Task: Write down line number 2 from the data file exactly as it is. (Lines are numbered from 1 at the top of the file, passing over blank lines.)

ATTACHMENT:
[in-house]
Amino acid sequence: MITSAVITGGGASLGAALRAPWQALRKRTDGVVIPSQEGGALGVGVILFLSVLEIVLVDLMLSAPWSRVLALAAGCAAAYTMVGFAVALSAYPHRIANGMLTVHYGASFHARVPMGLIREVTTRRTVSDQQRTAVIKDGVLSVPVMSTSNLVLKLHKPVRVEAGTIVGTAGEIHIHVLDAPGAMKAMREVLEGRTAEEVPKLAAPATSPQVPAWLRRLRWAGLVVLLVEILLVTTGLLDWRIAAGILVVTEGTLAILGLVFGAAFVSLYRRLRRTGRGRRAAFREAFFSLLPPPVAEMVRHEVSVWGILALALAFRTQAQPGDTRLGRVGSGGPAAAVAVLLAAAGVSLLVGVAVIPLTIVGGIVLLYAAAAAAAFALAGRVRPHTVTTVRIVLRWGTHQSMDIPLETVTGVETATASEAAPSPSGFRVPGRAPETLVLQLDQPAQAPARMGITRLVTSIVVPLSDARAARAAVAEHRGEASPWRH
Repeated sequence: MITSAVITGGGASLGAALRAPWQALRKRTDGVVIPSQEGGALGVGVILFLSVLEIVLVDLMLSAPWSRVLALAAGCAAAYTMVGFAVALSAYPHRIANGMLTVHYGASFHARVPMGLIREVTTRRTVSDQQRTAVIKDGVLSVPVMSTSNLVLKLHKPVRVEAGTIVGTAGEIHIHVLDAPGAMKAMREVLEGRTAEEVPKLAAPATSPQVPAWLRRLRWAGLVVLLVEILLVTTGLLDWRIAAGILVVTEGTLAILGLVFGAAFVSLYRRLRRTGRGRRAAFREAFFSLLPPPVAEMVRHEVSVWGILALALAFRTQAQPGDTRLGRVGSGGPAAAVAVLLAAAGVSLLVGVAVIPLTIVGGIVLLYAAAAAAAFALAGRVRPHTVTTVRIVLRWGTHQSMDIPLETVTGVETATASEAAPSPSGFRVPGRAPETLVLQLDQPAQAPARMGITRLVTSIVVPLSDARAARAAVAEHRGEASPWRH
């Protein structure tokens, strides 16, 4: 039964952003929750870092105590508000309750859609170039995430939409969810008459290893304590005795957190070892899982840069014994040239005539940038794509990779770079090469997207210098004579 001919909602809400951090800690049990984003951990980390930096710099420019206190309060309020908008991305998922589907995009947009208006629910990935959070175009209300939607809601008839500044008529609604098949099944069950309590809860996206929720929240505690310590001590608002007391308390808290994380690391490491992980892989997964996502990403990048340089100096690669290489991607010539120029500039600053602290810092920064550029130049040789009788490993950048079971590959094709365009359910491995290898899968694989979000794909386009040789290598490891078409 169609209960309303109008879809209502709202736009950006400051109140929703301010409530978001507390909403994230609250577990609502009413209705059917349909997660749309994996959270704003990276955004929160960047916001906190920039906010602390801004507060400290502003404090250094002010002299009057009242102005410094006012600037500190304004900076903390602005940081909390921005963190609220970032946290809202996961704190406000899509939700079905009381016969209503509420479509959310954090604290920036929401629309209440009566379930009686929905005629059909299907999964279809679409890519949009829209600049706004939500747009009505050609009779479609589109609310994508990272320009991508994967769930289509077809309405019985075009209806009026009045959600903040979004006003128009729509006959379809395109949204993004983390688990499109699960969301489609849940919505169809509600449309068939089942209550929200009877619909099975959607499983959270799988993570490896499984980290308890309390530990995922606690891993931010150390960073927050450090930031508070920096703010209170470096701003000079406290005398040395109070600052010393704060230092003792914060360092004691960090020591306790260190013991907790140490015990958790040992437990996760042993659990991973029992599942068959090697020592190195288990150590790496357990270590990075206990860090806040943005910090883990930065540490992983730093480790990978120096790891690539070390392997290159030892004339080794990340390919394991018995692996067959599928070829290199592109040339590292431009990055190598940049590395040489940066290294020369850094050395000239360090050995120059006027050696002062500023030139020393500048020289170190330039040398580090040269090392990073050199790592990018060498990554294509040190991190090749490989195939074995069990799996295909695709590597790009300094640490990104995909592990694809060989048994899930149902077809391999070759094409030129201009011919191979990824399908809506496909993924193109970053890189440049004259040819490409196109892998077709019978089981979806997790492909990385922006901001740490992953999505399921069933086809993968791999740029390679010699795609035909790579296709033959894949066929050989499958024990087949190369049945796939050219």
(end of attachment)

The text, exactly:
Amino acid sequence: MITSAVITGGGASLGAALRAPWQALRKRTDGVVIPSQEGGALGVGVILFLSVLEIVLVDLMLSAPWSRVLALAAGCAAAYTMVGFAVALSAYPHRIANGMLTVHYGASFHARVPMGLIREVTTRRTVSDQQRTAVIKDGVLSVPVMSTSNLVLKLHKPVRVEAGTIVGTAGEIHIHVLDAPGAMKAMREVLEGRTAEEVPKLAAPATSPQVPAWLRRLRWAGLVVLLVEILLVTTGLLDWRIAAGILVVTEGTLAILGLVFGAAFVSLYRRLRRTGRGRRAAFREAFFSLLPPPVAEMVRHEVSVWGILALALAFRTQAQPGDTRLGRVGSGGPAAAVAVLLAAAGVSLLVGVAVIPLTIVGGIVLLYAAAAAAAFALAGRVRPHTVTTVRIVLRWGTHQSMDIPLETVTGVETATASEAAPSPSGFRVPGRAPETLVLQLDQPAQAPARMGITRLVTSIVVPLSDARAARAAVAEHRGEASPWRH